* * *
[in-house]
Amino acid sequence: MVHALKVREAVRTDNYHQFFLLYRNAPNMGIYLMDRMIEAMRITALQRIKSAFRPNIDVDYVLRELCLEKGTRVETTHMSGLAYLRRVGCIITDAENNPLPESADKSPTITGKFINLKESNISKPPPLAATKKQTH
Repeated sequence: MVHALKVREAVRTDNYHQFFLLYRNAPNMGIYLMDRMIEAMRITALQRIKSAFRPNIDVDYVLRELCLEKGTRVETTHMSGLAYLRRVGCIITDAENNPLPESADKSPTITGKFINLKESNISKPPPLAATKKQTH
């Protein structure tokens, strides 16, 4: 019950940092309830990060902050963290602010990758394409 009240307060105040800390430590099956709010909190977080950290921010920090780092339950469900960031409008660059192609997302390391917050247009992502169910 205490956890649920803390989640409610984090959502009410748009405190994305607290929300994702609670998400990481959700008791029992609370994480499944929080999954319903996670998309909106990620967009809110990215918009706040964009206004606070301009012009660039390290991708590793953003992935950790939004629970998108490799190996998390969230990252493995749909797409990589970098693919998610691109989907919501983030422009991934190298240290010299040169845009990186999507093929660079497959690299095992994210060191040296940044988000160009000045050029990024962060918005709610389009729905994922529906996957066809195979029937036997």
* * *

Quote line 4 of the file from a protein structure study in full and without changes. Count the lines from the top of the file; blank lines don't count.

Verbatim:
């Protein structure tokens, strides 16, 4: 019950940092309830990060902050963290602010990758394409 009240307060105040800390430590099956709010909190977080950290921010920090780092339950469900960031409008660059192609997302390391917050247009992502169910 205490956890649920803390989640409610984090959502009410748009405190994305607290929300994702609670998400990481959700008791029992609370994480499944929080999954319903996670998309909106990620967009809110990215918009706040964009206004606070301009012009660039390290991708590793953003992935950790939004629970998108490799190996998390969230990252493995749909797409990589970098693919998610691109989907919501983030422009991934190298240290010299040169845009990186999507093929660079497959690299095992994210060191040296940044988000160009000045050029990024962060918005709610389009729905994922529906996957066809195979029937036997």